This booklet aims to help parents recognise and understand depression and how to get appropriate help for their child

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Life after lockdown Wellbeing Action Plan

During the coronavirus pandemic, we have all been through enormous change and some of us may experience further uncertainty and change in the coming weeks and months

View resource
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Looking after yourself during your GCSEs - A guide for pupils

Packed with practical tips and ideas to support young people before, during and after exam time.

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Low mood poster

Poster created in partnership with Bank Workers Charity highlighting common causes of low mood, how to help yourself feel better and information on where to get more help.

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Patent and trade mark professionals

Protecting your mental health and wellbeing: A guide for patent and trade mark professionals

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Perfectionism

Aiming high can sometimes come at a cost. This eight page guide looks at ‘unhealthy perfectionism’ – how to spot it and advice on how to develop effective interventions.

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Social media and teenagers

A practical guide for parents and carers of teenagers on using social media

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Starting University

This guide offers tips and guidance on how to get the best out of your time at university and maintain good mental health.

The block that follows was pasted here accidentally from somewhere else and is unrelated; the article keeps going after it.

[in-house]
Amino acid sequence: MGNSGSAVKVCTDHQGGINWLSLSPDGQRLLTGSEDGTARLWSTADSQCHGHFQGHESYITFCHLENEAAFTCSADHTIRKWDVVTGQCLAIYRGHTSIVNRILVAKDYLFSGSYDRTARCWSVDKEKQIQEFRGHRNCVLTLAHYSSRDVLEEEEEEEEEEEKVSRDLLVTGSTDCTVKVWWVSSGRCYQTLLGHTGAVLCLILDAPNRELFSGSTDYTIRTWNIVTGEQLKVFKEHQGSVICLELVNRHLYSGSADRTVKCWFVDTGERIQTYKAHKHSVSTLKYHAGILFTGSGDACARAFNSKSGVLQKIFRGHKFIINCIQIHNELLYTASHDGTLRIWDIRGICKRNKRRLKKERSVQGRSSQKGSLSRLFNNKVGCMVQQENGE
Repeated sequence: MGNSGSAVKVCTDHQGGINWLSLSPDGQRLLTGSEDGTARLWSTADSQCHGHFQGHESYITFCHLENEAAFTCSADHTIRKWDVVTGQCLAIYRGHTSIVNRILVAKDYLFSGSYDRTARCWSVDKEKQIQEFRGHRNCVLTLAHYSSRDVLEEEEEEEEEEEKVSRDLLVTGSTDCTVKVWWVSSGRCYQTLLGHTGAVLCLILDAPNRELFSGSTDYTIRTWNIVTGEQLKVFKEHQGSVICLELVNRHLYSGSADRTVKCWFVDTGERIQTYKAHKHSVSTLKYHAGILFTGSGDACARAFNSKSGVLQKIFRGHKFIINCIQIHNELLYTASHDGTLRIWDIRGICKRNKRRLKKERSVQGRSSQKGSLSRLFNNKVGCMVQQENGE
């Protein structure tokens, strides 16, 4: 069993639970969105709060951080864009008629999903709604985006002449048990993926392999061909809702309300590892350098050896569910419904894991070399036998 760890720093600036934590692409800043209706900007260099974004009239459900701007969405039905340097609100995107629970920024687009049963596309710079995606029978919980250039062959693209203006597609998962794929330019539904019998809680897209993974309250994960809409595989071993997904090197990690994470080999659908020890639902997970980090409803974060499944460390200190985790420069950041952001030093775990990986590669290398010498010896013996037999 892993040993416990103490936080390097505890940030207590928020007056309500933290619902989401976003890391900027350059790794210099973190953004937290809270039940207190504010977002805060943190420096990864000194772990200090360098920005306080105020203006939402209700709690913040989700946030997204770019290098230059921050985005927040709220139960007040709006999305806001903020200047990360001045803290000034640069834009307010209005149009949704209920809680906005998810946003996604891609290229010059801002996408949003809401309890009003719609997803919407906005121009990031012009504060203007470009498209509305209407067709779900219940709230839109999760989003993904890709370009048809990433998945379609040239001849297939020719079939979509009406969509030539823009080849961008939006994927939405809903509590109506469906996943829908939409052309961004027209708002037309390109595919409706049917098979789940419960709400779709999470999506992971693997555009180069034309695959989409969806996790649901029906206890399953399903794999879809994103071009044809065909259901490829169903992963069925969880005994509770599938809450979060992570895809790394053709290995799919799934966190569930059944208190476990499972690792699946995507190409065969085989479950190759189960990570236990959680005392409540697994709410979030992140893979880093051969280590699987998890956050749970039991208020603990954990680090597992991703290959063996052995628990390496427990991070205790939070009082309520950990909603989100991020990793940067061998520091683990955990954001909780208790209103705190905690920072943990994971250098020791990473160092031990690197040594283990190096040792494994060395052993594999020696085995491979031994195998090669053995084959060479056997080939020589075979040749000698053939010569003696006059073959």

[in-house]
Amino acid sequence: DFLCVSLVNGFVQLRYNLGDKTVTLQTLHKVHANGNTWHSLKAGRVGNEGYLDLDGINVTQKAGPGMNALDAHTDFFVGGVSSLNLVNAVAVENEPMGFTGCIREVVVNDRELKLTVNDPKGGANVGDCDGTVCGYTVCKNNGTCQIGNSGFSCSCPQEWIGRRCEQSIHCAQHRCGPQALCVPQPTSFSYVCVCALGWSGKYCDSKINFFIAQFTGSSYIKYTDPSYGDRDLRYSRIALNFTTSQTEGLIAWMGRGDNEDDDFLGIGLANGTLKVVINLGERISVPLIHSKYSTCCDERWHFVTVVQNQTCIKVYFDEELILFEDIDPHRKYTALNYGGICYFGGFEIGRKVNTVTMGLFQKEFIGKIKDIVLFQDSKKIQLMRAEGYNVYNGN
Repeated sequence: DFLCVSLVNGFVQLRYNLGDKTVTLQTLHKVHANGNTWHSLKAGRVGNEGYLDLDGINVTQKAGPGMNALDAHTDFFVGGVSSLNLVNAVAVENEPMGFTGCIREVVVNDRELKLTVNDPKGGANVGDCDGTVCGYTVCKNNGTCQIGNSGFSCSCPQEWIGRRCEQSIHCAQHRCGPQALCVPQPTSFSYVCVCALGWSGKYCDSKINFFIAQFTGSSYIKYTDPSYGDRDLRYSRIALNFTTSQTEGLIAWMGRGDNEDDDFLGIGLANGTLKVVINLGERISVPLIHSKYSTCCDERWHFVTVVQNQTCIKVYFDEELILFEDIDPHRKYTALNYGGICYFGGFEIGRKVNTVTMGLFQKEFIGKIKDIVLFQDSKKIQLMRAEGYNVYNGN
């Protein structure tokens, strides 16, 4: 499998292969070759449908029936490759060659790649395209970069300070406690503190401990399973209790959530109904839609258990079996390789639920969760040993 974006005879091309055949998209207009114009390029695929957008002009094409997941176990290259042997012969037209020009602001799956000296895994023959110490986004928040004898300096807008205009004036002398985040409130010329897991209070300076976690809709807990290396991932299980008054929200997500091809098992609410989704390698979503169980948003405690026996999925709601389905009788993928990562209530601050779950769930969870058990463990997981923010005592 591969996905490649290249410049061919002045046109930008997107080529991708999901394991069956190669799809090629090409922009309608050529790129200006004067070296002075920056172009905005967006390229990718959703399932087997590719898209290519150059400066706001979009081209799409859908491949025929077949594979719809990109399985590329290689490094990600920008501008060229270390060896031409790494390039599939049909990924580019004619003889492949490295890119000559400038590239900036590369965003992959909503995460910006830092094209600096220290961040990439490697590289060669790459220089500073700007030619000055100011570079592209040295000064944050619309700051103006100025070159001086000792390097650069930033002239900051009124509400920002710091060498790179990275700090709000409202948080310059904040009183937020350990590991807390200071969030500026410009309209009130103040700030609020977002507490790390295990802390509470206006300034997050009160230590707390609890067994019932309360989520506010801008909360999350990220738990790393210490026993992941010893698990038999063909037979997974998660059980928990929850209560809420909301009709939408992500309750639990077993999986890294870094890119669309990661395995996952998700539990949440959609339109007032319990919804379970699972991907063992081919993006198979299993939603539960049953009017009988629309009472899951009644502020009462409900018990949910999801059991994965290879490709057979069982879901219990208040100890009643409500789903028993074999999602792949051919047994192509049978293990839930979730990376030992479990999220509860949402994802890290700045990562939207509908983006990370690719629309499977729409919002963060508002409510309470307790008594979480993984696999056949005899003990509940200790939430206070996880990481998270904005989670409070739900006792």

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Students Against Depression posters

Posters to be displayed in Higher and Further Education areas

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Supervision in education

Ten top tips for setting up staff supervision groups in schools

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Supporting a child with anxiety

A guide for parents and carers to help understand anxiety more clearly and begin to address it.

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Supporting children returning to school (parents & carers)

Guidance for parents and carers on how to help your child prepare to go back to school

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Supporting children returning to school (teachers)

Guidance for school staff on how to comfort primary school pupils while maintaining social distancing

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Taking care of your mental health for occupational health practitioners

This resource for occupational health practitioners suggests ways for you to take time out of your day to focus on yourself in order to stay healthy and stress-free.

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Talking about suicide

A guide for college staff developed in partnership with the Association of Colleges

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Top Tips For Students

A booklet giving tips on how students can look after their mental health.

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Warning signs poster

A bold A3 poster showing the warning signs that tell you when someone may be depressed. This poster could save a life.

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Wellbeing Action Plan (aged 16+)

Our new Wellbeing Action Plan is for all young people attending sixth form or college.

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Wellbeing Action Plan (child)

A simple, resource to help young people keep themselves well and get them through difficult times

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Work from home wellbeing action plan

This is a personalised, practical tool that we can all use whether or not we have a mental health issue. There are sections for you to complete, including a positive daily plan.

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Young people who self-harm

Developed by researchers at the University of Oxford, this guide includes information on the nature and causes of self-harm and how to support a young person for school staff.

View resource